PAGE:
I have been reading and reviewing about flying IFR since I haven't put in many hours left seat in the last month. While reading my favorite subscriptions, IFR Refresher and Aviation Safety, I happened to log into the AOPA home page. I noticed one of the subjects is lost communication procedures, IFR Fix: A loss for words. Good reading and always a good review.
I also stumbled across a very good Internet read that provides a simple and easy to follow example of how to work through this process.
IFR Lost Comm Procedures
by Jason Schappert
It’s turbulent, getting dark, you know your approach will be down to minimums. Now to top it all off you haven’t heard anyone transmitting on the radio for a few minutes. You call up nonchalantly and ask for an altimeter setting, no response. You go back to your previous frequency and try to contact someone, anyone, to no avail.
Where do you go? When do you get there?
Flying IFR can be strenuous when everything is working, let alone when something goes wrong. Studies show people can remember things better when they are broken down into acronyms, as pilots acronyms are something we’ve learned to be very fond of. Our acronym for IFR lost comm’s is A-V-E-F M-E-A
Not to bad to remember Avenue F MEA. It’s much better then some of the other one’s I’ve seen. Lets take a closer look. There are two portions to our acronym the first part A-V-E-F (Avenue F) has to do with our route of flight.
You are to fly your route based on your last:
Assigned (Your last assigned heading)
Vectored (If nothing is assigned fly your last vector)
Expected (If no vector fly what was expected in your clearance)
Filed (Finally fly what you filed)
For altitude we use the MEA portion of our acronym. Fly the HIGHEST of the following.
Minimum en-route altitude
Let’s apply this to a situation.Your clearance reads as follows:
“Cleared to the Ocala airport via V-441 to Gators then as filed. Climb and maintain 3,000 expect 6,000 10 minutes after departure.”
Shortly before takeoff the tower tells you “turn right heading 210 cleared for take off runway 14.”
You take off and enter IFR conditions at 500 feet. After 4 minutes of flying you experience communications failure, your altitude is 2,500 feet and heading is 210.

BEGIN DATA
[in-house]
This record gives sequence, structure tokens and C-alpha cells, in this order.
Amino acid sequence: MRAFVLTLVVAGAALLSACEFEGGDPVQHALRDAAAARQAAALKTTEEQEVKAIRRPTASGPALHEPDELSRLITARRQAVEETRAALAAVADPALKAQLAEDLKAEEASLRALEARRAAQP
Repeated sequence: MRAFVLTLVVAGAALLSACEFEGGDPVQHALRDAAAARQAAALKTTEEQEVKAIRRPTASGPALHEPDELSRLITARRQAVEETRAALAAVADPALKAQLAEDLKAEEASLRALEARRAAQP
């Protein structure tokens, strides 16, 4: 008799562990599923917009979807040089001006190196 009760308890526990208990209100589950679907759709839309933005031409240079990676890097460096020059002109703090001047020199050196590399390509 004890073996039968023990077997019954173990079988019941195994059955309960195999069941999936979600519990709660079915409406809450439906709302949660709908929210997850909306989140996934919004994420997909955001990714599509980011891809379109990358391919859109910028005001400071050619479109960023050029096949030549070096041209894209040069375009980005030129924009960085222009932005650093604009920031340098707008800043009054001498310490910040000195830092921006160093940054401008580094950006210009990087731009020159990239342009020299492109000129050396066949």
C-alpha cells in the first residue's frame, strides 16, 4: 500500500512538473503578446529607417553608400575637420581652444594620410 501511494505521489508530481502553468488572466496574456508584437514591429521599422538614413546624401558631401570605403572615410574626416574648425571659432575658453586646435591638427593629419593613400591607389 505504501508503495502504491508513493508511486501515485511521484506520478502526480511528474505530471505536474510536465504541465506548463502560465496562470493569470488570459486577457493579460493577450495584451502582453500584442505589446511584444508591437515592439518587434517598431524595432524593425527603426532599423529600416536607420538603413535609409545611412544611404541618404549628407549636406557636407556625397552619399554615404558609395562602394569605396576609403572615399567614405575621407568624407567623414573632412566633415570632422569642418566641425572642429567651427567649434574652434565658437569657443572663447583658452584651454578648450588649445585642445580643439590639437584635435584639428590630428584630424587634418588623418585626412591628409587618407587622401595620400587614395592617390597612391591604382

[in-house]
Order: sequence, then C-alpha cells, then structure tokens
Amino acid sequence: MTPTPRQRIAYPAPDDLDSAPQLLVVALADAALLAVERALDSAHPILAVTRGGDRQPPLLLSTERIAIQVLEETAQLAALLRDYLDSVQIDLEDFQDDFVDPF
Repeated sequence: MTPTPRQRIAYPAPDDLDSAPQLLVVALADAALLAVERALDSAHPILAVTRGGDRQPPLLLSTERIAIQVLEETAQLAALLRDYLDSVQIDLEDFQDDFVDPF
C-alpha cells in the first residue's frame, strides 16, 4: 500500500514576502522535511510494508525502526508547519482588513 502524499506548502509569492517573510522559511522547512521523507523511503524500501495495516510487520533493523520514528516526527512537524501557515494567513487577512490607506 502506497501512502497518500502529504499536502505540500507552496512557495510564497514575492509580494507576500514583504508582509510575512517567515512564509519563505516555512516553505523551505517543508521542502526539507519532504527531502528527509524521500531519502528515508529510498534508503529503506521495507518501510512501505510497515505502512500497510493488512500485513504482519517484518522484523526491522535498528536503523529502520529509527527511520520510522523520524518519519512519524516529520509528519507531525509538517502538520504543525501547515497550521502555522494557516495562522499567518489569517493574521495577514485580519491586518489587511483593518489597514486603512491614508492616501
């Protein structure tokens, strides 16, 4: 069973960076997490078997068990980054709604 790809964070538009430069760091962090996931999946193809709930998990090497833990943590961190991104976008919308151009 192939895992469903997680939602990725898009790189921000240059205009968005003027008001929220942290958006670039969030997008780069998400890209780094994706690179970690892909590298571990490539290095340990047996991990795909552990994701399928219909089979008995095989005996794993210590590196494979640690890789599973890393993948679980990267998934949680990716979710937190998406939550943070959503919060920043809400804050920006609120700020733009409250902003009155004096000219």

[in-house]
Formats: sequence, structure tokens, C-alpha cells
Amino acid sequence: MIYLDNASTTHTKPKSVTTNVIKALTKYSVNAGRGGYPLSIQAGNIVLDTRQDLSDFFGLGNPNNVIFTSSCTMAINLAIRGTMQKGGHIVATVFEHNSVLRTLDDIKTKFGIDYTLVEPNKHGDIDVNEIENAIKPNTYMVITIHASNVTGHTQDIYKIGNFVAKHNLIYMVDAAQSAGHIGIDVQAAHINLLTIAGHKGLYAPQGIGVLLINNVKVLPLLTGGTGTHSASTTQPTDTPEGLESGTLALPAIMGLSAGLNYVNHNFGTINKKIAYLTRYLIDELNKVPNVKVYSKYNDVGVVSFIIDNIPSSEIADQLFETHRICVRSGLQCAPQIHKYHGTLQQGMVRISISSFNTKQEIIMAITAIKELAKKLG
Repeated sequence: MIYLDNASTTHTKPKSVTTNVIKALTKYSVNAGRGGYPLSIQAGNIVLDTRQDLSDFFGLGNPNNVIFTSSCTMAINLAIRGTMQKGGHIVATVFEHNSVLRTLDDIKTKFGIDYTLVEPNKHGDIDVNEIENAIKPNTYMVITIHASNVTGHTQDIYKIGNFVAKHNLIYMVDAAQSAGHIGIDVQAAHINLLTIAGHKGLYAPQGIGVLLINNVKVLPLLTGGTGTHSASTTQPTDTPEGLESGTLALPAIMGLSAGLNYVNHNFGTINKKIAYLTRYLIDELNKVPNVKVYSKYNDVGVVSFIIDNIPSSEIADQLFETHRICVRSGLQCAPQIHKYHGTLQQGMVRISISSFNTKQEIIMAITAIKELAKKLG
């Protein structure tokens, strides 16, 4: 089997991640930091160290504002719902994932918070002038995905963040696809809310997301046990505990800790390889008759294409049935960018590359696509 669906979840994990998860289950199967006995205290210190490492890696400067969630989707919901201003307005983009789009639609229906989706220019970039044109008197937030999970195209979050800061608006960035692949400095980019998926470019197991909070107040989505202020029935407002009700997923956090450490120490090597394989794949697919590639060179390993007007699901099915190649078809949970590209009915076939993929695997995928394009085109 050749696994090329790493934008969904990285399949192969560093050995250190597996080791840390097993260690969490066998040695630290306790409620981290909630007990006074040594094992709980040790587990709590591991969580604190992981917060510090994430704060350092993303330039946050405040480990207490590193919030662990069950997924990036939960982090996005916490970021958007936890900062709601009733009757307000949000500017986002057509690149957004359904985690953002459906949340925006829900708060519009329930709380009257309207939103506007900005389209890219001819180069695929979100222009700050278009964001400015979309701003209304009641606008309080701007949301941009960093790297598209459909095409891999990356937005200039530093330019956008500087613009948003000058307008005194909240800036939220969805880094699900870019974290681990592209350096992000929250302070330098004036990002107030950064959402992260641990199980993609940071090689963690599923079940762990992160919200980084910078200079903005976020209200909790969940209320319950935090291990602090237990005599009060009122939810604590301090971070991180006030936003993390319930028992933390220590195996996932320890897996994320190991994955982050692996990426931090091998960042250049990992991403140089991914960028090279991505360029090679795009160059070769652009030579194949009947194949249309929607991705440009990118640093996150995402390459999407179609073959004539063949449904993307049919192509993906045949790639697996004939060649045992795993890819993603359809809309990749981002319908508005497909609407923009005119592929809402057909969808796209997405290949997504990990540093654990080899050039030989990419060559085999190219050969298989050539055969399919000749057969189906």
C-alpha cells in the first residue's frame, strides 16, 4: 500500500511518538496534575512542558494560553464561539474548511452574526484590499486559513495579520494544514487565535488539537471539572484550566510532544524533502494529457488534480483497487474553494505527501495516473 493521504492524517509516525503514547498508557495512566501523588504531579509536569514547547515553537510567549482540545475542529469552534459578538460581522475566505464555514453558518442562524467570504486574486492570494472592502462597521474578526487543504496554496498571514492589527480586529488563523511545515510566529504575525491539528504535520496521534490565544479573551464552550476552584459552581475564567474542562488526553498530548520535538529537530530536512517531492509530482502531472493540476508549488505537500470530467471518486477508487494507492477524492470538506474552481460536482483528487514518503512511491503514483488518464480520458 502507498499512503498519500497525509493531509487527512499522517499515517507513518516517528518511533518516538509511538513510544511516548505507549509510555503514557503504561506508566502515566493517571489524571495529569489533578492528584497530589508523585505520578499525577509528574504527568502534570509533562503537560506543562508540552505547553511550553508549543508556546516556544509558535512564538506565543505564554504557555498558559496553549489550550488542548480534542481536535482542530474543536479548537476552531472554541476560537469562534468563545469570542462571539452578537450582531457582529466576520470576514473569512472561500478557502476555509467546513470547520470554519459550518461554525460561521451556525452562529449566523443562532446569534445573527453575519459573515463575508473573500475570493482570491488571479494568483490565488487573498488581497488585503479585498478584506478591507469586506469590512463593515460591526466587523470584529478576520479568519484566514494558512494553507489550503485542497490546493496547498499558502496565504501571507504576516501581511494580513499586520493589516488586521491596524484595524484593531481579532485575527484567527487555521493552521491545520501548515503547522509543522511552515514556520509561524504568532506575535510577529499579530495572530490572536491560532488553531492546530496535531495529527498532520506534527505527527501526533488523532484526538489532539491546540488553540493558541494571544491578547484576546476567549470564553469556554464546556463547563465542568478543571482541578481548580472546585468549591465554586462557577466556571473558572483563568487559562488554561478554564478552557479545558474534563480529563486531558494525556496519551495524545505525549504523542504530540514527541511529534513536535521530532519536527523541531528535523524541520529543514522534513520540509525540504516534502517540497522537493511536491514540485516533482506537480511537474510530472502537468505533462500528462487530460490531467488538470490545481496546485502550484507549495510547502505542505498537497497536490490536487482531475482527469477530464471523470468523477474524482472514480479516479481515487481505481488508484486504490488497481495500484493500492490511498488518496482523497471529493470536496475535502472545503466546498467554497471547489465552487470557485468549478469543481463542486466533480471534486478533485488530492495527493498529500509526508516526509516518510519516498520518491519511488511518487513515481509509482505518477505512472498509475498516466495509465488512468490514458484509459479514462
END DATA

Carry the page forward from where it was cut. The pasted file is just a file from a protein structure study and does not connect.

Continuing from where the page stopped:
The MEA along our route is 5,000. What might you do in this situation?Let’s break down our acronym.
A – We were assigned heading 210 so we’ll continue to fly that
V – In our limited communication with the controller we never received radar vectors
E – Our clearance instructed us to fly V-441 to Gators VOR then as filed
F – After we fly what was expected, we’ll fly what we filed.
So we’ll continue to fly 210 until we intercept V-441 and proceed to Gators VOR. Upon reaching Gators we’ll continue as filed which in our case is direct Ocala.
What about our altitude? Remember we want to fly the highest of our
M – Minimum en-route altitude (5,000 in our case)
E – Expected (6,000 as given in our clearance)
A – Assigned – We were not assigned another altitude by another controller.
So after 10 minutes of flying “expect 6,000 10 minutes after departure” we will climb and maintain 6,000 feet with a heading of 210 until intercepting V-411 to Gators and then continue direct Ocala as filed.
If Ocala is IFR we will enter a hold over the Ocala VOR. This is why it is crucial to always
file to a fix rather than an airport. It works out in our case because Ocala has a VOR. But when flying to an airport with out a VOR file to a fix on the field this way you can hold until you reach your time of arrival you filed for.
We will hold over the Ocala VOR until we approach our ETA on our flight plan, from here we can commence our approach as prescribed on our approach plate. Remember to squawk 7600!
Thanks to Jason Schappert for an easy to follow walk through on lost Coms. I found Jason's article on MzeroA.com along with many other helpful tips and discussions for pilots!